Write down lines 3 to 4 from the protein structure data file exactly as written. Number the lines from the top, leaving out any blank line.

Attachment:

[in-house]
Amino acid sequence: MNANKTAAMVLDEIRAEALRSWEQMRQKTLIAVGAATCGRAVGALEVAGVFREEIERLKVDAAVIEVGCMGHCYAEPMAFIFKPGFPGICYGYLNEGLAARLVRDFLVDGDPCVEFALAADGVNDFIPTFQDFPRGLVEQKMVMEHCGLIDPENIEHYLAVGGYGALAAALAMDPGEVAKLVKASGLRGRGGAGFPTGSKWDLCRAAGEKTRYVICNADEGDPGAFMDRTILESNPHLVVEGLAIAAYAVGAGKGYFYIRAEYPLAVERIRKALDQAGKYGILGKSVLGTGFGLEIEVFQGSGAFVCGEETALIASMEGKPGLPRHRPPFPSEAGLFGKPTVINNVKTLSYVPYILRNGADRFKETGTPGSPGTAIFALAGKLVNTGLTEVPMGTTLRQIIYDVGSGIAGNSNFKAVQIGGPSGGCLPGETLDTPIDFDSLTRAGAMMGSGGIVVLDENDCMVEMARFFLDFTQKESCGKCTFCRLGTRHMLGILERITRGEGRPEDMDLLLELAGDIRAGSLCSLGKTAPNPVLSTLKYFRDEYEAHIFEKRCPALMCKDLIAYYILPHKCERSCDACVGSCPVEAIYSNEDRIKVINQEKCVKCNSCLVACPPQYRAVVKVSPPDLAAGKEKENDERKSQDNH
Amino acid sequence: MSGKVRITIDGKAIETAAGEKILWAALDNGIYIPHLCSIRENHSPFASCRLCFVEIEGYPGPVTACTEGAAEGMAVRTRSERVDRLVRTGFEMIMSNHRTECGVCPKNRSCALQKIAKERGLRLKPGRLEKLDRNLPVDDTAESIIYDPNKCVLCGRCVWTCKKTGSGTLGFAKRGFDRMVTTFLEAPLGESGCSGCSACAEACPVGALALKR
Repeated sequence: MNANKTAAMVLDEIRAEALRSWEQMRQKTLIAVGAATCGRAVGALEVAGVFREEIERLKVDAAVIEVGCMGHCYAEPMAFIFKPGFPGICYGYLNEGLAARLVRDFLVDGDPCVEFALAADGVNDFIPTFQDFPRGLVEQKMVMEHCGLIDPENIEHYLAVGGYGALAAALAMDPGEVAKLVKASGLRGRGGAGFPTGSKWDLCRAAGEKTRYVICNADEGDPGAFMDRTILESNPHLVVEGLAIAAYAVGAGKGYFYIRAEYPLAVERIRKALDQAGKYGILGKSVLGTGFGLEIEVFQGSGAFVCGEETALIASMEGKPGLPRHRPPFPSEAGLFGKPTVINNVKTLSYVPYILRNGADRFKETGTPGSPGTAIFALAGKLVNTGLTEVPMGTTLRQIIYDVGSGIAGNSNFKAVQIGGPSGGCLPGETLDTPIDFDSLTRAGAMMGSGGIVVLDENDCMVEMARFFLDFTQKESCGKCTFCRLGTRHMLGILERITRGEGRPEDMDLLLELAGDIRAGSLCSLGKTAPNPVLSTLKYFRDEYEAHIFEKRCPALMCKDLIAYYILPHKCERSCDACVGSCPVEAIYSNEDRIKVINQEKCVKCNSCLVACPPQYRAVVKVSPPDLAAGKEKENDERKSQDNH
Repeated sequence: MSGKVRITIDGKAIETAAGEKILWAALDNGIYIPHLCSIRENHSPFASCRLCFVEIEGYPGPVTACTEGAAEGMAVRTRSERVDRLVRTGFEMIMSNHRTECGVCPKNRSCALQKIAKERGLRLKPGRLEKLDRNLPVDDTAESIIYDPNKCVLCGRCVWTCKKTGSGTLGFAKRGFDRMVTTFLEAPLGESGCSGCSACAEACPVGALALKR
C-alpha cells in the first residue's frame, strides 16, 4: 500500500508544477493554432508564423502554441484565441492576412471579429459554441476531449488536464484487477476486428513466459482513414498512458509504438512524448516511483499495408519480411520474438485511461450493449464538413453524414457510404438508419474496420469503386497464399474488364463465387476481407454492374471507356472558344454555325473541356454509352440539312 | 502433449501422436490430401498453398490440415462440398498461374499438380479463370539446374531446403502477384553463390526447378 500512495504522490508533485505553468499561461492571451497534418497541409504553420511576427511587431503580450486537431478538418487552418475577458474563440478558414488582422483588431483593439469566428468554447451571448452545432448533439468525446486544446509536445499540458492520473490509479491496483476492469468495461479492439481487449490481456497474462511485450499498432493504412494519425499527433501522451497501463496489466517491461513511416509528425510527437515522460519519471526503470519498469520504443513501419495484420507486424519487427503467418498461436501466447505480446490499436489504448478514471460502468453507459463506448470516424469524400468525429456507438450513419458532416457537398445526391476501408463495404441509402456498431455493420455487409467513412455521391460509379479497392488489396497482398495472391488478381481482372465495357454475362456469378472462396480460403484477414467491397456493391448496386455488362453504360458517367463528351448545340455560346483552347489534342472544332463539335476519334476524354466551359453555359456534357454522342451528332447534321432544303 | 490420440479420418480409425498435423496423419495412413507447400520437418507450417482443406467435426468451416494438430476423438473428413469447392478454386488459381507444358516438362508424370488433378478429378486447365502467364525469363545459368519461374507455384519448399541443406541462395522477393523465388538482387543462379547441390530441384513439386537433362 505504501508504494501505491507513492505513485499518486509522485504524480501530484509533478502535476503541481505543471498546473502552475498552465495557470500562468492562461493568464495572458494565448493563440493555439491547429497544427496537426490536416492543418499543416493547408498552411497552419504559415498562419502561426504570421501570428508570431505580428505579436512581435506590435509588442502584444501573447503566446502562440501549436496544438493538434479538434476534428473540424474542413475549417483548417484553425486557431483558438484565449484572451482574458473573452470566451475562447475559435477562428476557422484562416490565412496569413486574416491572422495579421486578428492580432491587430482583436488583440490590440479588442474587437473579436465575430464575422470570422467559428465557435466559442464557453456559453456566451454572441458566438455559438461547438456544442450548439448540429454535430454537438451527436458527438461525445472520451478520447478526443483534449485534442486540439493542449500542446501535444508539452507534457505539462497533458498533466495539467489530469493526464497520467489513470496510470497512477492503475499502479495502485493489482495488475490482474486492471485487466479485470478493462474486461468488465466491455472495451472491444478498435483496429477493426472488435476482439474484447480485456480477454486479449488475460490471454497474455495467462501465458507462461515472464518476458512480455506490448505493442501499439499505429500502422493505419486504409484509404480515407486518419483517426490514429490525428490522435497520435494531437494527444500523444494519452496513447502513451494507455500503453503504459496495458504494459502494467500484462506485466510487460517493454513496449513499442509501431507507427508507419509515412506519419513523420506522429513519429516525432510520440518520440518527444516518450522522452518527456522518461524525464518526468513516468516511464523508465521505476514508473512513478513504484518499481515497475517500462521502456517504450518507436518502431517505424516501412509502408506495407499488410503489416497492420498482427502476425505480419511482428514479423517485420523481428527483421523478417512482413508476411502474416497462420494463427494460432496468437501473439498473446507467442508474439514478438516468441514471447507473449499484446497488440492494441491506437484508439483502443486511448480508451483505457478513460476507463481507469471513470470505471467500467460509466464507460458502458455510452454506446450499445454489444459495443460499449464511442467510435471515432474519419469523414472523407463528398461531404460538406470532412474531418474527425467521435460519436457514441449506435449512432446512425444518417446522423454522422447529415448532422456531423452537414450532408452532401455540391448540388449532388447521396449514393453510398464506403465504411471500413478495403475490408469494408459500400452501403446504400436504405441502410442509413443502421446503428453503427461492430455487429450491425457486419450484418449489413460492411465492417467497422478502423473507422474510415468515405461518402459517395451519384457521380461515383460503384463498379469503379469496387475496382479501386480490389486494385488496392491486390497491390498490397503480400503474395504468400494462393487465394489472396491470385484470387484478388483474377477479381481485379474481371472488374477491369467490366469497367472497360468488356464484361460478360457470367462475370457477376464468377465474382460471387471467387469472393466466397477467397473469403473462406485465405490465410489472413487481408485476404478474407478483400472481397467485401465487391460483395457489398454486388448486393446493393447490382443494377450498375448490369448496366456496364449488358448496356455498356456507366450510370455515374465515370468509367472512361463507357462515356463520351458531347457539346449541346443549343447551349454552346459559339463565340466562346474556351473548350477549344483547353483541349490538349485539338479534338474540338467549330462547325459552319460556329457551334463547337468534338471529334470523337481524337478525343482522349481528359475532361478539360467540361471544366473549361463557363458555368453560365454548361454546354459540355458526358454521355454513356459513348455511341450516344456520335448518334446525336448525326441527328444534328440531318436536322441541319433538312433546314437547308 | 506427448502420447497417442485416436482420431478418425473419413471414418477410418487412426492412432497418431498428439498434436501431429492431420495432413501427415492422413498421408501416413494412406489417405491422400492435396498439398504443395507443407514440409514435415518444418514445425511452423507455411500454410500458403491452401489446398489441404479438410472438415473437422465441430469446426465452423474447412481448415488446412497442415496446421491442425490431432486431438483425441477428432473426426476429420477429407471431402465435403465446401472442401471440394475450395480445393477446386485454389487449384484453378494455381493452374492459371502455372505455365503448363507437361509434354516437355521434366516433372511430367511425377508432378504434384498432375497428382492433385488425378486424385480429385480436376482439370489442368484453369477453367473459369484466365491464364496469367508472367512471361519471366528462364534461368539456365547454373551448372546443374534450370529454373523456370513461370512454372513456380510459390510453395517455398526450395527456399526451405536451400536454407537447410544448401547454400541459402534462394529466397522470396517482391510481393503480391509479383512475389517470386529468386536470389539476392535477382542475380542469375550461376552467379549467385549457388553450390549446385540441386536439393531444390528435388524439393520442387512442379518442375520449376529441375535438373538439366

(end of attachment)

Amino acid sequence: MSGKVRITIDGKAIETAAGEKILWAALDNGIYIPHLCSIRENHSPFASCRLCFVEIEGYPGPVTACTEGAAEGMAVRTRSERVDRLVRTGFEMIMSNHRTECGVCPKNRSCALQKIAKERGLRLKPGRLEKLDRNLPVDDTAESIIYDPNKCVLCGRCVWTCKKTGSGTLGFAKRGFDRMVTTFLEAPLGESGCSGCSACAEACPVGALALKR
Repeated sequence: MNANKTAAMVLDEIRAEALRSWEQMRQKTLIAVGAATCGRAVGALEVAGVFREEIERLKVDAAVIEVGCMGHCYAEPMAFIFKPGFPGICYGYLNEGLAARLVRDFLVDGDPCVEFALAADGVNDFIPTFQDFPRGLVEQKMVMEHCGLIDPENIEHYLAVGGYGALAAALAMDPGEVAKLVKASGLRGRGGAGFPTGSKWDLCRAAGEKTRYVICNADEGDPGAFMDRTILESNPHLVVEGLAIAAYAVGAGKGYFYIRAEYPLAVERIRKALDQAGKYGILGKSVLGTGFGLEIEVFQGSGAFVCGEETALIASMEGKPGLPRHRPPFPSEAGLFGKPTVINNVKTLSYVPYILRNGADRFKETGTPGSPGTAIFALAGKLVNTGLTEVPMGTTLRQIIYDVGSGIAGNSNFKAVQIGGPSGGCLPGETLDTPIDFDSLTRAGAMMGSGGIVVLDENDCMVEMARFFLDFTQKESCGKCTFCRLGTRHMLGILERITRGEGRPEDMDLLLELAGDIRAGSLCSLGKTAPNPVLSTLKYFRDEYEAHIFEKRCPALMCKDLIAYYILPHKCERSCDACVGSCPVEAIYSNEDRIKVINQEKCVKCNSCLVACPPQYRAVVKVSPPDLAAGKEKENDERKSQDNH